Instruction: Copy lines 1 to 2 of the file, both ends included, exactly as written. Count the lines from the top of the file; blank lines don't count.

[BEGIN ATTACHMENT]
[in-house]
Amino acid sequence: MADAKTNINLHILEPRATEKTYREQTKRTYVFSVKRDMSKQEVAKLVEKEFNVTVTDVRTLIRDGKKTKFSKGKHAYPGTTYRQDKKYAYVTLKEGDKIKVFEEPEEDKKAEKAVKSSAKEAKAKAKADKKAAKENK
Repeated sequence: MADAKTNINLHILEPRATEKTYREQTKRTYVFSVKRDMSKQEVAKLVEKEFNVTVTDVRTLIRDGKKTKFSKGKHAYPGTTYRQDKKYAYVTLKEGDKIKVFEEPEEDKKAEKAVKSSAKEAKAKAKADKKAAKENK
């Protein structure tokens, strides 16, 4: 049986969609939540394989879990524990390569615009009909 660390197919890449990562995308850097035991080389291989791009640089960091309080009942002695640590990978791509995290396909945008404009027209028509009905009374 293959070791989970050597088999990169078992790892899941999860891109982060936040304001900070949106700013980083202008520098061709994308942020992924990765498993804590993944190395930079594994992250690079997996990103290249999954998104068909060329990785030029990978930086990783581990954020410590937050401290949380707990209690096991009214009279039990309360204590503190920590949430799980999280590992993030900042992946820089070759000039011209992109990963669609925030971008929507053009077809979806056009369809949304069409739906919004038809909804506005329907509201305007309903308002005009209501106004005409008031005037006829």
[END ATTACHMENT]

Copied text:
[in-house]
Amino acid sequence: MADAKTNINLHILEPRATEKTYREQTKRTYVFSVKRDMSKQEVAKLVEKEFNVTVTDVRTLIRDGKKTKFSKGKHAYPGTTYRQDKKYAYVTLKEGDKIKVFEEPEEDKKAEKAVKSSAKEAKAKAKADKKAAKENK